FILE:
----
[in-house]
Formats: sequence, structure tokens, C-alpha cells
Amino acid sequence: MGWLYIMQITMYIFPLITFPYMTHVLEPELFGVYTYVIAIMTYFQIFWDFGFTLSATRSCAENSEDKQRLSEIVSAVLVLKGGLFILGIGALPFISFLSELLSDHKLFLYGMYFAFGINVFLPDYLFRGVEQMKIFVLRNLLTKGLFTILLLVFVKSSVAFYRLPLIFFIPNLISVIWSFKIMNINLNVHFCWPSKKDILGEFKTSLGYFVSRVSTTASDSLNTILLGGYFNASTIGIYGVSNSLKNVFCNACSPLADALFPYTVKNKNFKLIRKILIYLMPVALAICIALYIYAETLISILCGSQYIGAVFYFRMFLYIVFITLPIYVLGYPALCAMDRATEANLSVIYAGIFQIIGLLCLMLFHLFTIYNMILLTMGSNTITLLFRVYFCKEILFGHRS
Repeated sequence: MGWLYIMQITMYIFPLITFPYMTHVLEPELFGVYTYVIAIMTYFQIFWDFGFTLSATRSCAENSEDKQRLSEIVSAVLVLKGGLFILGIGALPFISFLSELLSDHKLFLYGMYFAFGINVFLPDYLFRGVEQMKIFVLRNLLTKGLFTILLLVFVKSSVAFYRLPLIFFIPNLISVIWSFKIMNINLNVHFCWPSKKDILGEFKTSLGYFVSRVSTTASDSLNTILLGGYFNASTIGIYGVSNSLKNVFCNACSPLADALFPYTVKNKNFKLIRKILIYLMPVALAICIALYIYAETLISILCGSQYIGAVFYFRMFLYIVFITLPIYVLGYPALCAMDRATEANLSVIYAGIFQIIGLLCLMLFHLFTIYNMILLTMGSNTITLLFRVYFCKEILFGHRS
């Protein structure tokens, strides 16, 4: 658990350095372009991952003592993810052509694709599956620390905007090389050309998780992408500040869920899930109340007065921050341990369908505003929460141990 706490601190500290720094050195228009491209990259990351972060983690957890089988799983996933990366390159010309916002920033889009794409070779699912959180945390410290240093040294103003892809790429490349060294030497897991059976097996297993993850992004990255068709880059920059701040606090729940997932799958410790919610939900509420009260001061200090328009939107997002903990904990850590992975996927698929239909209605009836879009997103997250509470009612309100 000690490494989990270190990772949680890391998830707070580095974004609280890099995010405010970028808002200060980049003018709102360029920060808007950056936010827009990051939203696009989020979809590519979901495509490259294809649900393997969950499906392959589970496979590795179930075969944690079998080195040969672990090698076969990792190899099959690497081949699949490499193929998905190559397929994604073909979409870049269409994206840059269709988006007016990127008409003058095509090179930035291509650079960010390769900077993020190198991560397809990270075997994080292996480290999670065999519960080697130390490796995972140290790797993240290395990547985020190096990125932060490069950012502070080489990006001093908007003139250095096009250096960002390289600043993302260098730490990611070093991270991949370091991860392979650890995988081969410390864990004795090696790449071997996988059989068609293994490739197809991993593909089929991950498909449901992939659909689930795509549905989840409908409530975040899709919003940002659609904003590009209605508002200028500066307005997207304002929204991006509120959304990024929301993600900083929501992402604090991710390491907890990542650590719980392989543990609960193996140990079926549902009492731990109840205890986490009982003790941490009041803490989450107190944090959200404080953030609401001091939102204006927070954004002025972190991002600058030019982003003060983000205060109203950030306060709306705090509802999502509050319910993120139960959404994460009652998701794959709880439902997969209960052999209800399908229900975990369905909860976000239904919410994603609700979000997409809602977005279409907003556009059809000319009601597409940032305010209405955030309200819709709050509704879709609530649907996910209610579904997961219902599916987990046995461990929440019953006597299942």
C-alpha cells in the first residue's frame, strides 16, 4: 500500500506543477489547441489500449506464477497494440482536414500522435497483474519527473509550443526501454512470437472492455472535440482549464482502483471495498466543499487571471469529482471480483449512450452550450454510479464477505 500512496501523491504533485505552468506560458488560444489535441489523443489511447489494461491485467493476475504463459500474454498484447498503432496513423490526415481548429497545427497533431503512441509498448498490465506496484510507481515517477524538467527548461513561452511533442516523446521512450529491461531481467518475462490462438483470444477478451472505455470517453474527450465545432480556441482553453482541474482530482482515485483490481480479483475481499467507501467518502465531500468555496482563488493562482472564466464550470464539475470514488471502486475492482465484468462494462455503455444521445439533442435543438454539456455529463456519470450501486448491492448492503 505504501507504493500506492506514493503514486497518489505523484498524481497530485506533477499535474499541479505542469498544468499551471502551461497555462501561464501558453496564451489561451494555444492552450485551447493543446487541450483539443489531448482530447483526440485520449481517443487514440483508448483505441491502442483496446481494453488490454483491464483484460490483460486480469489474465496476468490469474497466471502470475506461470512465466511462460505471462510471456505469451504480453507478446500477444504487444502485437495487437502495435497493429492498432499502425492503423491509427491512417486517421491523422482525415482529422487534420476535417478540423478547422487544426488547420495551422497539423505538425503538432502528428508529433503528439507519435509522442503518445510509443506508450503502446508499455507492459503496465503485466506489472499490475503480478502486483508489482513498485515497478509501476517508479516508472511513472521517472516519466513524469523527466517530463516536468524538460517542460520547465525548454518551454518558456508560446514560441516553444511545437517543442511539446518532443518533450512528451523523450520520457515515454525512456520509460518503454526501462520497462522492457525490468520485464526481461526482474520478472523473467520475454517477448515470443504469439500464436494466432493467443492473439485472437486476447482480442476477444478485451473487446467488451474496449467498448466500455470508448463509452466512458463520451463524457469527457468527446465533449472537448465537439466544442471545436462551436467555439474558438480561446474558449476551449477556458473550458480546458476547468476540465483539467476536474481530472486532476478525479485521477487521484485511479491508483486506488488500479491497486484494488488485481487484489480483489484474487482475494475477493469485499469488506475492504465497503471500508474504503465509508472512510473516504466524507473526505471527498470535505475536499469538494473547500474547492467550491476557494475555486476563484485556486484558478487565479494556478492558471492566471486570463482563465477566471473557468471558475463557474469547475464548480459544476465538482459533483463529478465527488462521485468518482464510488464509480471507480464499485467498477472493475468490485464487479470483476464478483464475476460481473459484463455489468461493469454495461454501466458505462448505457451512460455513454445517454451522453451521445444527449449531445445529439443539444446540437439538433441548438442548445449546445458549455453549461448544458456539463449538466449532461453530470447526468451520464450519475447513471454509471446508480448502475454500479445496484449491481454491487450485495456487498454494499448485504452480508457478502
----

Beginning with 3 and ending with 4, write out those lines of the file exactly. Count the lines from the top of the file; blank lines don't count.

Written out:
Amino acid sequence: MGWLYIMQITMYIFPLITFPYMTHVLEPELFGVYTYVIAIMTYFQIFWDFGFTLSATRSCAENSEDKQRLSEIVSAVLVLKGGLFILGIGALPFISFLSELLSDHKLFLYGMYFAFGINVFLPDYLFRGVEQMKIFVLRNLLTKGLFTILLLVFVKSSVAFYRLPLIFFIPNLISVIWSFKIMNINLNVHFCWPSKKDILGEFKTSLGYFVSRVSTTASDSLNTILLGGYFNASTIGIYGVSNSLKNVFCNACSPLADALFPYTVKNKNFKLIRKILIYLMPVALAICIALYIYAETLISILCGSQYIGAVFYFRMFLYIVFITLPIYVLGYPALCAMDRATEANLSVIYAGIFQIIGLLCLMLFHLFTIYNMILLTMGSNTITLLFRVYFCKEILFGHRS
Repeated sequence: MGWLYIMQITMYIFPLITFPYMTHVLEPELFGVYTYVIAIMTYFQIFWDFGFTLSATRSCAENSEDKQRLSEIVSAVLVLKGGLFILGIGALPFISFLSELLSDHKLFLYGMYFAFGINVFLPDYLFRGVEQMKIFVLRNLLTKGLFTILLLVFVKSSVAFYRLPLIFFIPNLISVIWSFKIMNINLNVHFCWPSKKDILGEFKTSLGYFVSRVSTTASDSLNTILLGGYFNASTIGIYGVSNSLKNVFCNACSPLADALFPYTVKNKNFKLIRKILIYLMPVALAICIALYIYAETLISILCGSQYIGAVFYFRMFLYIVFITLPIYVLGYPALCAMDRATEANLSVIYAGIFQIIGLLCLMLFHLFTIYNMILLTMGSNTITLLFRVYFCKEILFGHRS